Features

August 2008 Issue

Understand Skin Disorders

While most of the conditions are readily treatable, some can be life-threatening. Here's why.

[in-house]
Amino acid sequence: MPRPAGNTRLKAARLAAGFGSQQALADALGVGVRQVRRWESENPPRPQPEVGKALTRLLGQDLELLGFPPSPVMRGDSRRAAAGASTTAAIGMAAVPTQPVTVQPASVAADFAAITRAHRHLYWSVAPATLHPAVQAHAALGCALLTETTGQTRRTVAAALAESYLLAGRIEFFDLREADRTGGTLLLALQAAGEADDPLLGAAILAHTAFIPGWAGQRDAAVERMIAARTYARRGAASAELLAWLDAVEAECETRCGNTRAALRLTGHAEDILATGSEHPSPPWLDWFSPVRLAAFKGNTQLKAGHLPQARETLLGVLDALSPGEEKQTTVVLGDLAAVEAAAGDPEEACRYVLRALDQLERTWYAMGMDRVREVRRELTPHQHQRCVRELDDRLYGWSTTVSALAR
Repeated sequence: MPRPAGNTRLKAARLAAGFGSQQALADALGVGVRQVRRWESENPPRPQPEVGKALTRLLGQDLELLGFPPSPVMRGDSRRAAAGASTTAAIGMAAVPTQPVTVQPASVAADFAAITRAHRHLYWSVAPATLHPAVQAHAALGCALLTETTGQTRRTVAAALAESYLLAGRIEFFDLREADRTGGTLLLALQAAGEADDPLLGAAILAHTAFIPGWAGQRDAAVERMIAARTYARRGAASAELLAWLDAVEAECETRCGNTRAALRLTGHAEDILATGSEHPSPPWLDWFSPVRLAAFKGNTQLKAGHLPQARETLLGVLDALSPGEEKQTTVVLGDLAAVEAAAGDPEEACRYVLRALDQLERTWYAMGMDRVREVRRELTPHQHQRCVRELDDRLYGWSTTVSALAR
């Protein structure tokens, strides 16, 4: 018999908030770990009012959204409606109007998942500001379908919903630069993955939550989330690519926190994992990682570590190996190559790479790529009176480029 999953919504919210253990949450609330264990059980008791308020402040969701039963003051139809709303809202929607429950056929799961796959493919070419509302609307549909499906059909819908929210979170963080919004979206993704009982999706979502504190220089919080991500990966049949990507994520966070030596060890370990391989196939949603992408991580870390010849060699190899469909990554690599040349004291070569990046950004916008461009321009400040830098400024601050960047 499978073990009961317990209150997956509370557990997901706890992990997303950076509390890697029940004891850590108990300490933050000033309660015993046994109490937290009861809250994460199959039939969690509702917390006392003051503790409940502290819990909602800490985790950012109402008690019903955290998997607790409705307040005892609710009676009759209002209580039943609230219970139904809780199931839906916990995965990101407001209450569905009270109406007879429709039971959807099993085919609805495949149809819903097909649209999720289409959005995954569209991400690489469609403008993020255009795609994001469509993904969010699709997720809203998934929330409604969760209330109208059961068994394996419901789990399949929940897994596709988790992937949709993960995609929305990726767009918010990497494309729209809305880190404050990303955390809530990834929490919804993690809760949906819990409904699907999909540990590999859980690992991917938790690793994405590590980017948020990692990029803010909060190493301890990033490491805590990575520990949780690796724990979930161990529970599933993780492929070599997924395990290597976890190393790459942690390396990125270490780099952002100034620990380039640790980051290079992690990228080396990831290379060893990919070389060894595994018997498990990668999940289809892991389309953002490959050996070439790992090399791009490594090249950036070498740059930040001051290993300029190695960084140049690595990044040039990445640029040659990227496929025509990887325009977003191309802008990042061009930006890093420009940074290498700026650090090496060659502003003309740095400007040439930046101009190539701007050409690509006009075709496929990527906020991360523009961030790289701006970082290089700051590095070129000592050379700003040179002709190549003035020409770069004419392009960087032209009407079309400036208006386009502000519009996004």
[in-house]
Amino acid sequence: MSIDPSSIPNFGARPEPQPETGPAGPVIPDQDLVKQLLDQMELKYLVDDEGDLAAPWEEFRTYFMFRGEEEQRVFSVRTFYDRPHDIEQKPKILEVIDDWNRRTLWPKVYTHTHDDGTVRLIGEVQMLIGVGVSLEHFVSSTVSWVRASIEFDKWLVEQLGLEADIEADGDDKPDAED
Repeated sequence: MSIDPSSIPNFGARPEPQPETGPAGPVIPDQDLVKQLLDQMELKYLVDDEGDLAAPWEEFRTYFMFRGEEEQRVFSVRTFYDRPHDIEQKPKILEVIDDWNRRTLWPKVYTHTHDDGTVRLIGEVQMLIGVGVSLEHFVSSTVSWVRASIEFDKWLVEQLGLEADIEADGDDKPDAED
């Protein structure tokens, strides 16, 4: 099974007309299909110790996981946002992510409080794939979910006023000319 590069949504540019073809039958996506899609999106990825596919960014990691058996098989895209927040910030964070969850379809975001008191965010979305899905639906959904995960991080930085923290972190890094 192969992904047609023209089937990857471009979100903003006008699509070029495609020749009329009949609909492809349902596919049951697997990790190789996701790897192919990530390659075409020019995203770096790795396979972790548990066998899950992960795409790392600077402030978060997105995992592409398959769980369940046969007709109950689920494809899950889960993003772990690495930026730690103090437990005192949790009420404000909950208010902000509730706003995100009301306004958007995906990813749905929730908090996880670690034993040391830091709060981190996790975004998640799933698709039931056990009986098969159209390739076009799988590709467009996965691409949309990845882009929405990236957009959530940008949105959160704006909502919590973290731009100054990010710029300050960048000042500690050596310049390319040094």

The function of your catís skin extends well beyond its role as the matrix for the animalís lustrous haircoat. In a healthy feline, the skin also works, for example, as a barrier against invasion by harmful microorganisms. It serves as a watertight seal, retaining an animalís body fluids and preventing dehydration. And it insulates an animalís internal organs against the outside worldís extremes of heat and cold. Despite its normally durable structure, however, every catís skin is subject to a wide array of disorders, most of which are minor and readily treatable. But some untreated skin conditions can rapidly progress to a serious, even lethal, stage, with systemic implications. Considering the dangerous potential of virtually any untreated skin condition, William H. Miller Jr., VMD, a professor of dermatology at Cornell Universityís College of Veterinary Medicine, strongly urges cat owners to practice what he terms "preventive maintenance." Keep an eye out, he advises, for any suspicious scratching or hair loss that might suggest the presence of a parasitic, bacterial or fungal infection. Take note of any skin wounds, growths or swollen areas on the skin, no matter how inconsequential they may seem. And seek the counsel of a veterinary dermatologist if any such suspicious signs appear.

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